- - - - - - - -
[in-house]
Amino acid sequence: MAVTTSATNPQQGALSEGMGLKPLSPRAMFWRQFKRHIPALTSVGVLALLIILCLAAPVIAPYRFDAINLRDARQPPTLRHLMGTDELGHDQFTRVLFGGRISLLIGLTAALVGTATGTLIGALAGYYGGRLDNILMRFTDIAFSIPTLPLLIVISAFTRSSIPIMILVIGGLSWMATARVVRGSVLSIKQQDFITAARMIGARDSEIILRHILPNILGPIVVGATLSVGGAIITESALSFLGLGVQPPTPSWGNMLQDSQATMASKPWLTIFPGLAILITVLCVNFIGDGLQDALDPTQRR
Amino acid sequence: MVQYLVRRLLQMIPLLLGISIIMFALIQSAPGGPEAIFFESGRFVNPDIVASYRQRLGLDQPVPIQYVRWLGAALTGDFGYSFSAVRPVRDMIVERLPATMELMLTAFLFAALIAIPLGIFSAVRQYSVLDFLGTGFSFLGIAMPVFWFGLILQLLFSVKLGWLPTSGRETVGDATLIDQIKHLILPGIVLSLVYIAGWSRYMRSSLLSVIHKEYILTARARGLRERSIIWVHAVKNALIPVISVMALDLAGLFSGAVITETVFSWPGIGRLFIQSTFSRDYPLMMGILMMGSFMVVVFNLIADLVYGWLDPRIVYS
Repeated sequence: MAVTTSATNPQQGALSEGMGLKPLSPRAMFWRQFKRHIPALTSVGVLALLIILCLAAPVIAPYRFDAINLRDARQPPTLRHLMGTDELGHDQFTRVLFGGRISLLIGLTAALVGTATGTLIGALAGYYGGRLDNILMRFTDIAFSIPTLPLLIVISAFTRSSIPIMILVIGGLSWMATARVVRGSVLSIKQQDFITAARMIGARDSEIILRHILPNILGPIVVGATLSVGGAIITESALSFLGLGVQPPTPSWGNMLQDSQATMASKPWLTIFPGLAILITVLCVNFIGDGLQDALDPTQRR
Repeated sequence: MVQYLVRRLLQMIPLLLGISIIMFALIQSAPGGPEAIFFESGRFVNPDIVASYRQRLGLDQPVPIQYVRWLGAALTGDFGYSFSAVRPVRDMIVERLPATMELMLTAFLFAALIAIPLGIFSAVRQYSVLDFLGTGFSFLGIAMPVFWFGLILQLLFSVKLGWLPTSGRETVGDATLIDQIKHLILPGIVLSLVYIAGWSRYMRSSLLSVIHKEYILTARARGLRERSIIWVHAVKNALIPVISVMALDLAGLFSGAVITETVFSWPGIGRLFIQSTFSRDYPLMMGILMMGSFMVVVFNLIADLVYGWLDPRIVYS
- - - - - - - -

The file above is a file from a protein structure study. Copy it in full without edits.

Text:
[in-house]
Amino acid sequence: MAVTTSATNPQQGALSEGMGLKPLSPRAMFWRQFKRHIPALTSVGVLALLIILCLAAPVIAPYRFDAINLRDARQPPTLRHLMGTDELGHDQFTRVLFGGRISLLIGLTAALVGTATGTLIGALAGYYGGRLDNILMRFTDIAFSIPTLPLLIVISAFTRSSIPIMILVIGGLSWMATARVVRGSVLSIKQQDFITAARMIGARDSEIILRHILPNILGPIVVGATLSVGGAIITESALSFLGLGVQPPTPSWGNMLQDSQATMASKPWLTIFPGLAILITVLCVNFIGDGLQDALDPTQRR
Amino acid sequence: MVQYLVRRLLQMIPLLLGISIIMFALIQSAPGGPEAIFFESGRFVNPDIVASYRQRLGLDQPVPIQYVRWLGAALTGDFGYSFSAVRPVRDMIVERLPATMELMLTAFLFAALIAIPLGIFSAVRQYSVLDFLGTGFSFLGIAMPVFWFGLILQLLFSVKLGWLPTSGRETVGDATLIDQIKHLILPGIVLSLVYIAGWSRYMRSSLLSVIHKEYILTARARGLRERSIIWVHAVKNALIPVISVMALDLAGLFSGAVITETVFSWPGIGRLFIQSTFSRDYPLMMGILMMGSFMVVVFNLIADLVYGWLDPRIVYS
Repeated sequence: MAVTTSATNPQQGALSEGMGLKPLSPRAMFWRQFKRHIPALTSVGVLALLIILCLAAPVIAPYRFDAINLRDARQPPTLRHLMGTDELGHDQFTRVLFGGRISLLIGLTAALVGTATGTLIGALAGYYGGRLDNILMRFTDIAFSIPTLPLLIVISAFTRSSIPIMILVIGGLSWMATARVVRGSVLSIKQQDFITAARMIGARDSEIILRHILPNILGPIVVGATLSVGGAIITESALSFLGLGVQPPTPSWGNMLQDSQATMASKPWLTIFPGLAILITVLCVNFIGDGLQDALDPTQRR
Repeated sequence: MVQYLVRRLLQMIPLLLGISIIMFALIQSAPGGPEAIFFESGRFVNPDIVASYRQRLGLDQPVPIQYVRWLGAALTGDFGYSFSAVRPVRDMIVERLPATMELMLTAFLFAALIAIPLGIFSAVRQYSVLDFLGTGFSFLGIAMPVFWFGLILQLLFSVKLGWLPTSGRETVGDATLIDQIKHLILPGIVLSLVYIAGWSRYMRSSLLSVIHKEYILTARARGLRERSIIWVHAVKNALIPVISVMALDLAGLFSGAVITETVFSWPGIGRLFIQSTFSRDYPLMMGILMMGSFMVVVFNLIADLVYGWLDPRIVYS